The opening shots have finally been fired. Going beyond somewhat dubious prototypes, Samsung and Huawei have finally revealed fully working samples of their respective foldable smartphones. Unsurprisingly, the two stood at opposite sides when it came to deciding how the device should fold, which could very well determine how lines will be drawn between other companies that will also be getting into the game. But which side is right and which side folds the best? We take a look at these two trailblazers and see where they win and where they fall.
Samsung Galaxy Fold: The Innie
Samsung’s idea of the foldable phone, or at least the foldable tablet, comes as no surprise. It was one of the first to envision such a device even before it had a flexible display to speak of. Back then, however, it showed off the idea of a tablet that opens and closes like a book. It didn’t yet plan on making a phone that transforms into a tablet and all the design considerations that it involved.
The Galaxy Fold’s main display is, of course, the large 7.3-inch QXGA+ screen that gets folded inside the two halves. The second 4.6-inch screen on the outside not only has a much lower HD+ resolution, it doesn’t even stretch to all edges of the folded device, creating the impression of a small, embedded screen on top of a cover. The design of the Galaxy Fold, its construction, and the small external display is almost reminiscent of the Nokia Communicators of old, sans the physical keys.
When the Mate X arrived just a few days after the Unpacked event, everyone went on about how Huawei’s version was more beautiful than Samsung’s. That’s not to say the Galaxy Fold is ugly but its design seems to be geared more towards its functionality. In other words, its beauty is more utilitarian, almost industrial, calling to mind the business-like palmtops and communicators of yesteryear.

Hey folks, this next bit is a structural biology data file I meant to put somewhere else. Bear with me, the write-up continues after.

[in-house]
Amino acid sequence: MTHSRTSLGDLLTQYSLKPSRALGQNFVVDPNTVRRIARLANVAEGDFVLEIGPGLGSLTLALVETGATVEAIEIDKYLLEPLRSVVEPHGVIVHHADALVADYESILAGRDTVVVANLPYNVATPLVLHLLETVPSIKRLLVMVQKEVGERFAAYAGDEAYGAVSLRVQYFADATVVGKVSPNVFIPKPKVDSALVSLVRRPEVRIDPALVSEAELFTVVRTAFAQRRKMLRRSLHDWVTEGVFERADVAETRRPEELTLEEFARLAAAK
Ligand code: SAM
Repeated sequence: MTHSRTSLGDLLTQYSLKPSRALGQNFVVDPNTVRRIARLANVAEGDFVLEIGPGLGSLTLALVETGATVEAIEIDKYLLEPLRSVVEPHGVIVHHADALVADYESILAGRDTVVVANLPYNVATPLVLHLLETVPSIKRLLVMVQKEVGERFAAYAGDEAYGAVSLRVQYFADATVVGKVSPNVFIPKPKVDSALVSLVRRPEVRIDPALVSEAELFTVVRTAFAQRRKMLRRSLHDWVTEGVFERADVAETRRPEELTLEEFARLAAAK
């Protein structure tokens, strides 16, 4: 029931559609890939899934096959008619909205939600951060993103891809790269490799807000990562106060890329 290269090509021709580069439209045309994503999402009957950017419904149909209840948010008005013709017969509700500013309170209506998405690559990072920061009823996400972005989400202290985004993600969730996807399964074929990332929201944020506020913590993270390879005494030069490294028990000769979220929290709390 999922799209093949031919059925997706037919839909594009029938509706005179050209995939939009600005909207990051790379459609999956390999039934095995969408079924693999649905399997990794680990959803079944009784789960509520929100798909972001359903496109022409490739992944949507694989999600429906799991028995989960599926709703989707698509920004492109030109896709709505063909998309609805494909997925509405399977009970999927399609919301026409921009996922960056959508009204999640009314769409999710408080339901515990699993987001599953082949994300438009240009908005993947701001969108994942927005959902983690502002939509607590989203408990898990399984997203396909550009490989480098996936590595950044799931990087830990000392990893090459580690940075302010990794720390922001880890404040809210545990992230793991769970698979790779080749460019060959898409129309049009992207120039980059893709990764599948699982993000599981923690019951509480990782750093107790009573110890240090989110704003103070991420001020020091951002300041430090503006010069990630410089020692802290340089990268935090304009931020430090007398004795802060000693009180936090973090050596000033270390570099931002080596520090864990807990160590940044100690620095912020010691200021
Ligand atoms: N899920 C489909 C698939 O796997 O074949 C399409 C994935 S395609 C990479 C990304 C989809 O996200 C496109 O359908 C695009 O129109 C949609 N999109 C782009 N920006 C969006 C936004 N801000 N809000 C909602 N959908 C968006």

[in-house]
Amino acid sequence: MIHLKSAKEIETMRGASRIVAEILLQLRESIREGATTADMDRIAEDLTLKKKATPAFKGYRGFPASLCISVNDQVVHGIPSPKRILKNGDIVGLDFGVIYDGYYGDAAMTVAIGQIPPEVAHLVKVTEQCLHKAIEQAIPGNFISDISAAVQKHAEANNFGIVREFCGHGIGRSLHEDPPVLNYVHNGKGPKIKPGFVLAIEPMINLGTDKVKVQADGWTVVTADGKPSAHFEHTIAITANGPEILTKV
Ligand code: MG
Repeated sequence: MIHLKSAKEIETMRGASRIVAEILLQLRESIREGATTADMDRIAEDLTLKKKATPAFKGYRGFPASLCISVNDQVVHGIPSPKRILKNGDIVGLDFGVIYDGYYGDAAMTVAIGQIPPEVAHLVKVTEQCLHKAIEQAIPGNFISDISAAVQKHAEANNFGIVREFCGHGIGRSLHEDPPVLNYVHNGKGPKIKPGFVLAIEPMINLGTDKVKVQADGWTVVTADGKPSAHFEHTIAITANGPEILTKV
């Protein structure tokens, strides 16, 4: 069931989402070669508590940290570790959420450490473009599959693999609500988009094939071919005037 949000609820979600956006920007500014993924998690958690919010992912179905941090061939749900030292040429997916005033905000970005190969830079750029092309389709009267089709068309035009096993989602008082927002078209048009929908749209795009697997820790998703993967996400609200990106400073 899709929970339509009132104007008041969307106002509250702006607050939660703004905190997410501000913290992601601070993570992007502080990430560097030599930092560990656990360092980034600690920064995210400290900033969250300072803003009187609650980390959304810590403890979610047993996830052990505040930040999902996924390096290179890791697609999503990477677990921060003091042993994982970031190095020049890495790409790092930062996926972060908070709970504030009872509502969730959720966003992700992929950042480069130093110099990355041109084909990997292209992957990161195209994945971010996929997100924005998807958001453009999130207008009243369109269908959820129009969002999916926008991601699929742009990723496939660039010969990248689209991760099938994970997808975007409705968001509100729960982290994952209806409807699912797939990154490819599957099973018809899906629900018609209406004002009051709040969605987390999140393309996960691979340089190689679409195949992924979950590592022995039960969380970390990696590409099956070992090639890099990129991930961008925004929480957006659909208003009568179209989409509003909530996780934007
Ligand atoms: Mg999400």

The primary benefit of this “innie” design is that the most expensive component of the Galaxy Fold is protected when not in use. Presumably, there’s also less tress on the folded section of the screen compared to having it act like the spine of a book. This also means that Samsung has more freedom to put whatever it wants or needs on the opposite side of that display without having to resort to a separate grip-like structure.
The Galaxy Fold’s also lets it lie completely flat on a surface, unlike the Huawei Mate X that will always be inclined on one side. This could come in handy in the future when and if Samsung and Wacom add S Pen functionality to the transformable slate. And because it is even on all sides, the device works the same way for right-handed and left-handed users. Hopefully, it’s also possible to prop up the Galaxy Fold like a laptop, though the practical use of that is a bit questionable.
That’s not to say Samsung didn’t make some compromises to work with its original vision. It’s hard to argue that, at least when folded, the Huawei Mate X is indeed more breathtaking. Samsung also limited itself to a smaller display in order to be able to hold the folded phone in one hand.
Its biggest criticism, however, is that secondary external display. It’s necessary if you want to be able to use the phone even when folded shut but its small size and awkward placement doesn’t score points in terms of presentation. That said, it’s that same size and position that should make it a bit usable despite the Galaxy Fold’s height.